Two decades after the initial sequencing and assembly of the human genome, the current reference assembly is still not sufficiently representative. Although most efforts to enrich our understanding of genomic variations have focused on single nucleotide polymorphisms, recent studies led by the Human Genome Structural Variation Consortium and the Genome in a Bottle Project aim to characterize struc- tural variations. Still, there are genomic sequences missing from assemblies. These sequences, termed novel sequence insertions, need to be discovered to better char- acterize human genome diversity. Furthermore, insertions discovered to date have been shown to harbor coding genes and other functional elements. Studies have proven the link between the existence of these insertions and the emergence of certain diseases. Current methods and tools developed for novel sequence inser- tion discovery suffer from shortcomings such as mapping ambiguity and assembly fragmentation, and especially lag in detecting long insertions. Unlike short-read sequencing, long-read sequencing has a higher basepair error rate, but is less prone to mapping ambiguity due to short repeats. Moreover, they can achieve longer more contiguous segments, resolving common assembly issues. On the other hand, short-reads are almost error-free, therefore could provide better breakpoint prediction at basepair level. Utilizing the complementary characteristics of both technologies, we introduced a novel algorithm RinsLR that discovers mid-range (50bp-10kbp) novel sequence insertions. RinsLR uses short-reads to accurately identify potential novel sequence insertion breakpoints. It then uses long-reads to rebuild and retrieve the inserted sequence. Using simulated experiments and the T2TCHM13 genome, we evaluated RinsLR, compared it against other tools, and showed that RinsLR achieves consistently high precision and recall rates.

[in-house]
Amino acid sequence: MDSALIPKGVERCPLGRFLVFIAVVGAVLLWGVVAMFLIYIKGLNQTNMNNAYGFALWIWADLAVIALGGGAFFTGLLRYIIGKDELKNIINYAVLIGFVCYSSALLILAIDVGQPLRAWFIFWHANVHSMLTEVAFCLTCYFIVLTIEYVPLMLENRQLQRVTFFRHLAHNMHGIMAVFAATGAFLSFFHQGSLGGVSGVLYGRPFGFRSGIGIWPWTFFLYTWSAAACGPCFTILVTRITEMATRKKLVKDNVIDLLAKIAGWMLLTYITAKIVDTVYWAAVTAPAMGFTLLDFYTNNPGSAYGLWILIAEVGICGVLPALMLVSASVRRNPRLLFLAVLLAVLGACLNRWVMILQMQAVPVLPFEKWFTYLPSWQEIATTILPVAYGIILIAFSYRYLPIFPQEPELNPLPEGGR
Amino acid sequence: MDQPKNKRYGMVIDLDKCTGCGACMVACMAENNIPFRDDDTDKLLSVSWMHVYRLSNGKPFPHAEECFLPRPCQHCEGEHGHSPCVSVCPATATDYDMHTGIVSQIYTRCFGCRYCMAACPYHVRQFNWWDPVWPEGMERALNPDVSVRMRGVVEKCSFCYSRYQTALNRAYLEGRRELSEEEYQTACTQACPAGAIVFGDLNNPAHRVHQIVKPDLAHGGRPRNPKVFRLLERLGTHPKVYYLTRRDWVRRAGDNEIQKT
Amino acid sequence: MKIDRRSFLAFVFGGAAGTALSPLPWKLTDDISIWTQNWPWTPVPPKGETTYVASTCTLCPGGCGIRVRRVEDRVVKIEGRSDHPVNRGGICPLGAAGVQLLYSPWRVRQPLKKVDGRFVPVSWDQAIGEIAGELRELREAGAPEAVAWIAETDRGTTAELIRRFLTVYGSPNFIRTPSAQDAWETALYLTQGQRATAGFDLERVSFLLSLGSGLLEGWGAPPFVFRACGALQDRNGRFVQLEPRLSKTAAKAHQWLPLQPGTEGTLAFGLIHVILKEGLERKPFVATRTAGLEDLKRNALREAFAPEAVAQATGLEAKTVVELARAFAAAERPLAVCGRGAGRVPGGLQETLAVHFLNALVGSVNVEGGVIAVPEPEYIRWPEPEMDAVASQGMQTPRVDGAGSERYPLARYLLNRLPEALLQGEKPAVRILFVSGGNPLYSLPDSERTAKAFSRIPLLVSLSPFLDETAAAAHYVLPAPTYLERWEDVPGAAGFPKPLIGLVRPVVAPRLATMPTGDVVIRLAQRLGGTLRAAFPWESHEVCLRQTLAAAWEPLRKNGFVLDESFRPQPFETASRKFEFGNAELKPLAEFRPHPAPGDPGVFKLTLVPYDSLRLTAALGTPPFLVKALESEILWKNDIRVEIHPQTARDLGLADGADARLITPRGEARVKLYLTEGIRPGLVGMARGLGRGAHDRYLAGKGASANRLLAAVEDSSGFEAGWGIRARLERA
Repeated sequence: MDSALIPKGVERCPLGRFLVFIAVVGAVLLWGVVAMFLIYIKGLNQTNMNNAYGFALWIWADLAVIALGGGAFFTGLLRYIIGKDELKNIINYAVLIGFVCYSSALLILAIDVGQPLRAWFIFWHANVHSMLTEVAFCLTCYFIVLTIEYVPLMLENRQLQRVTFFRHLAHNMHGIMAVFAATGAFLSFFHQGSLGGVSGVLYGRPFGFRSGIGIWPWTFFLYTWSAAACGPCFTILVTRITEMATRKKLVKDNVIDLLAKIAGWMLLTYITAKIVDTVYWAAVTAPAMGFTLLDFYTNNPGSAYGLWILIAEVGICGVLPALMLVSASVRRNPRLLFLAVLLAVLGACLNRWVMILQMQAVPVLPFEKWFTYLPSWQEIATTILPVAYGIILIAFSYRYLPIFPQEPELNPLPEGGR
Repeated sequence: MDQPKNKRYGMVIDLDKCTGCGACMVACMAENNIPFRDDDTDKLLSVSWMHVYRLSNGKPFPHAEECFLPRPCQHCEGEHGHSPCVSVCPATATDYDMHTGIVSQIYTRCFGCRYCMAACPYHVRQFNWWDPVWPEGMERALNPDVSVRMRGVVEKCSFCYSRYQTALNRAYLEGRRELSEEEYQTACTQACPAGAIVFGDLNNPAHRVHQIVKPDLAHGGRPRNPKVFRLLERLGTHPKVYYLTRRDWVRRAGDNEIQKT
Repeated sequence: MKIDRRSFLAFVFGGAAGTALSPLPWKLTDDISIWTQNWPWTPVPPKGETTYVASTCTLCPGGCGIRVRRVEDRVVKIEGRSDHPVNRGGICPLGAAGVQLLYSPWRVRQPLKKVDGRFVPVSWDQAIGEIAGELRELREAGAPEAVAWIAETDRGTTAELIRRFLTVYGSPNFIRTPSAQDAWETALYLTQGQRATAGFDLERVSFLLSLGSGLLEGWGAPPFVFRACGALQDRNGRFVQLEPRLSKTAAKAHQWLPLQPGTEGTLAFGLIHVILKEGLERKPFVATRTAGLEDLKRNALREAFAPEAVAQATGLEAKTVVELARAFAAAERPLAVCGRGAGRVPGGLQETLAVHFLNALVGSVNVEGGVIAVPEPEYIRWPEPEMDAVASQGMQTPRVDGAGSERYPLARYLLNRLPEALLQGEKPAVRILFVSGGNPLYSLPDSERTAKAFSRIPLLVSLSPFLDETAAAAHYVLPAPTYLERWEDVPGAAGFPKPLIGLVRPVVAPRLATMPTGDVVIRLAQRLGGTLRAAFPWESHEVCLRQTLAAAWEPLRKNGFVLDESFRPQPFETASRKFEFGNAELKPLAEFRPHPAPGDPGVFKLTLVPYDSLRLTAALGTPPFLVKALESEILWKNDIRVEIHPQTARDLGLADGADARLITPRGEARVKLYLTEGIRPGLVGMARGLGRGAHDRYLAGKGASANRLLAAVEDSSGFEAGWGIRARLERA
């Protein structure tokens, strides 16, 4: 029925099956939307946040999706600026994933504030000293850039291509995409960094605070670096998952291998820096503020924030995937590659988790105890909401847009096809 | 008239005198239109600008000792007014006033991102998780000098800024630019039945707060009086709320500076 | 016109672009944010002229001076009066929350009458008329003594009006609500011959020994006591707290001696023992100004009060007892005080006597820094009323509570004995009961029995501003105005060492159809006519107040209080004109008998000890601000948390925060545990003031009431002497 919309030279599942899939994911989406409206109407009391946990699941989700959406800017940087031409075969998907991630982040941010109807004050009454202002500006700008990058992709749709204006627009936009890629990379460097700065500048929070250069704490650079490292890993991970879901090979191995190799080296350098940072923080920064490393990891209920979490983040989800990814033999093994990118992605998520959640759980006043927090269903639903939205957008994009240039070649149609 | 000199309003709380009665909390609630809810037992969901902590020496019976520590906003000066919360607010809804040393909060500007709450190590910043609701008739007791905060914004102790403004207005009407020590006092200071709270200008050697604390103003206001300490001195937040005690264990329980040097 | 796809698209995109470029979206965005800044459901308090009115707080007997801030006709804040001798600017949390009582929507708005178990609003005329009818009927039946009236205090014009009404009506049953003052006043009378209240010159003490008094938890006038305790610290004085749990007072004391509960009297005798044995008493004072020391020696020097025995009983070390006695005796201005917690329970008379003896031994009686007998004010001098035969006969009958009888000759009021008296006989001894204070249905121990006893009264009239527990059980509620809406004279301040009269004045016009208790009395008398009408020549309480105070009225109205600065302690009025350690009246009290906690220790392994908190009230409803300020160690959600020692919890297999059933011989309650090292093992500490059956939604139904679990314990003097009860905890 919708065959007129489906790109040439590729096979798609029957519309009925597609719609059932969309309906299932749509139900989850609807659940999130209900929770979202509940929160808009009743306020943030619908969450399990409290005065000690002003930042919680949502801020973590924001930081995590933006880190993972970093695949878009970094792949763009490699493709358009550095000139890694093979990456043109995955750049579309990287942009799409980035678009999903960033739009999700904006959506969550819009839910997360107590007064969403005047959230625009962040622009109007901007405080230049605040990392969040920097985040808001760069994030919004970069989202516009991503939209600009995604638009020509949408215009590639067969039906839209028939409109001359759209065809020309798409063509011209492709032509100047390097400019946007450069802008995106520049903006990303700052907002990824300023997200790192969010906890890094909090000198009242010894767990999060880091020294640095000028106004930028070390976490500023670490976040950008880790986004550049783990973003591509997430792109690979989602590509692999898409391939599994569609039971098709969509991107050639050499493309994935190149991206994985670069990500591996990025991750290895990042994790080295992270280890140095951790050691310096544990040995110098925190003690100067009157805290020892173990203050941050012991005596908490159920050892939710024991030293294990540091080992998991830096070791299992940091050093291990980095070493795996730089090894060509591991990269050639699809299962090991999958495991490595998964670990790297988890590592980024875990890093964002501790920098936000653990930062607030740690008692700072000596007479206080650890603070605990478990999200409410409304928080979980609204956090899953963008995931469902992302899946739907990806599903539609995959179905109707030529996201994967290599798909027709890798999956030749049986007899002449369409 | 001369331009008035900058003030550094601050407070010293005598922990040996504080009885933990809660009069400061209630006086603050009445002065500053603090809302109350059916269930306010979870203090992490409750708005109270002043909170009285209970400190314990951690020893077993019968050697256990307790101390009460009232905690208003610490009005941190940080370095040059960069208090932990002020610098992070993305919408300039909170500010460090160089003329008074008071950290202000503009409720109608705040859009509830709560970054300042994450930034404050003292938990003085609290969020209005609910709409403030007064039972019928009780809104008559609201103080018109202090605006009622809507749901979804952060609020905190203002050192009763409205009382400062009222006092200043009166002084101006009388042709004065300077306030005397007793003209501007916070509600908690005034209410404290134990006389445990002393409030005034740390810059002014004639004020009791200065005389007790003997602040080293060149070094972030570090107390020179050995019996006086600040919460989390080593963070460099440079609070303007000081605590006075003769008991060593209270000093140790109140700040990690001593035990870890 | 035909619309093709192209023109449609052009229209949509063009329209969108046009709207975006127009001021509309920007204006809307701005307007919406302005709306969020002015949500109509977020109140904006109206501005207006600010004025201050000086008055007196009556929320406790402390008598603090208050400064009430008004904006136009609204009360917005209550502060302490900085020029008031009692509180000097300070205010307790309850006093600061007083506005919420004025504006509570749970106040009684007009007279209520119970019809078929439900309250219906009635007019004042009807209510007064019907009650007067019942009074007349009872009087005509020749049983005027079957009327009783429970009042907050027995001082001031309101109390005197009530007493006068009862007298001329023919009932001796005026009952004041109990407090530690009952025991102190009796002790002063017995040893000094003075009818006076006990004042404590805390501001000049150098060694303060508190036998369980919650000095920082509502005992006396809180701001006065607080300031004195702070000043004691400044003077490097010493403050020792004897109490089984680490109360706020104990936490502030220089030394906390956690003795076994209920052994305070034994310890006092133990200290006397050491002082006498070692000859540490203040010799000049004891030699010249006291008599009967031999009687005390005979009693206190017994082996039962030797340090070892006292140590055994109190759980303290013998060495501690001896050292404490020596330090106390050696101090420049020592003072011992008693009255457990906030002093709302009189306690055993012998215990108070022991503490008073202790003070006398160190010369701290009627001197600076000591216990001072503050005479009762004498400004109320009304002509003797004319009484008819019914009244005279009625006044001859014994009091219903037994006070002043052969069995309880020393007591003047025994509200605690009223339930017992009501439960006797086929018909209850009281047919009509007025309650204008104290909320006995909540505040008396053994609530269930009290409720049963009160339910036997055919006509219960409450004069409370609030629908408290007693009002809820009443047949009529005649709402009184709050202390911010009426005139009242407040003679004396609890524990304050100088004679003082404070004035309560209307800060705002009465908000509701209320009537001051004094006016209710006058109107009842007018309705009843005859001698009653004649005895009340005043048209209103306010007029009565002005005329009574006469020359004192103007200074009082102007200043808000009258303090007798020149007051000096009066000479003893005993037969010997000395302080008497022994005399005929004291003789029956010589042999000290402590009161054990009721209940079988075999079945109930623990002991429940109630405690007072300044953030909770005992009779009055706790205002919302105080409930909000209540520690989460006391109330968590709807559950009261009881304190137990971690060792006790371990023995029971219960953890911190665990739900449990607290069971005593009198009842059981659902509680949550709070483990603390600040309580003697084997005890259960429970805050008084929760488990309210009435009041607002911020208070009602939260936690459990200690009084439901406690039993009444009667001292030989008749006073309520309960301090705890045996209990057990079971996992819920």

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Integrative analysis of short- and long-read single-cell RNA-seq to understand transcriptomic landscape changes in Non-obstructive Azoospermia (2022)

The most severe type of male infertility, known as non-obstructive azoospermia (NOA), is characterized by the absence of sperm in the ejaculate due to spermatogenesis failure. Of all NOA patients, only ~30% are ultimately given a precise diagnosis, leaving the vast majority with no clear explanation for their infertility. Genome/exome-wide studies identified a range of candidate genes responsible for proper sperm formation and testis development. However, bulk sequencing studies have limitations in studying tissue with numerous cell types. Specifically, this is problematic when investigating cellular dysfunction in the testis tissue, whether it be normal control tissue or idiopathic infertility. Alternatively, single-cell RNA sequencing (scRNA-seq) provides gene expression profiles at the level of individual cells and can overcome the limitations of bulk RNA sequencing in this regard. Gene expression data within cells are useful in providing insight into cellular programs and intrinsic biological processes. However, single genes can be comprised of various isoforms that differ in the order and composition of their respective exons, which have significant biological implications in subsequent protein translation and function. Regardless of bulk or single cell, short-read RNA-sequencing technology has limitations in revealing the gene structure, i.e., isoforms. On the other hand, long-read RNA-seq makes it possible to determine the sequence of exons in the transcript isoforms. Recently, new library preparation techniques in single-cell workflows have been developed to take advantage of both long-read RNA sequencing and short-read scRNA-seq libraries. However, computational identification of originating cells of the resultant long-reads using the short-read generated single cell barcodes is not a trivial task because of the relatively high error rate in long-reads. The human testis has been shown to have the highest RNA splicing compared to other tissues. A previous study investigating bulk proteomics of NOA tissue identified RNA splicing machinery as being among the most dysregulated compared to healthy controls. Therefore, we hypothesize that characterizing RNA isoforms on a single cell level will provide critical biologic insights to normal human spermatogenesis as well as pathologic underpinnings of dysregulated spermatogenesis present in NOA.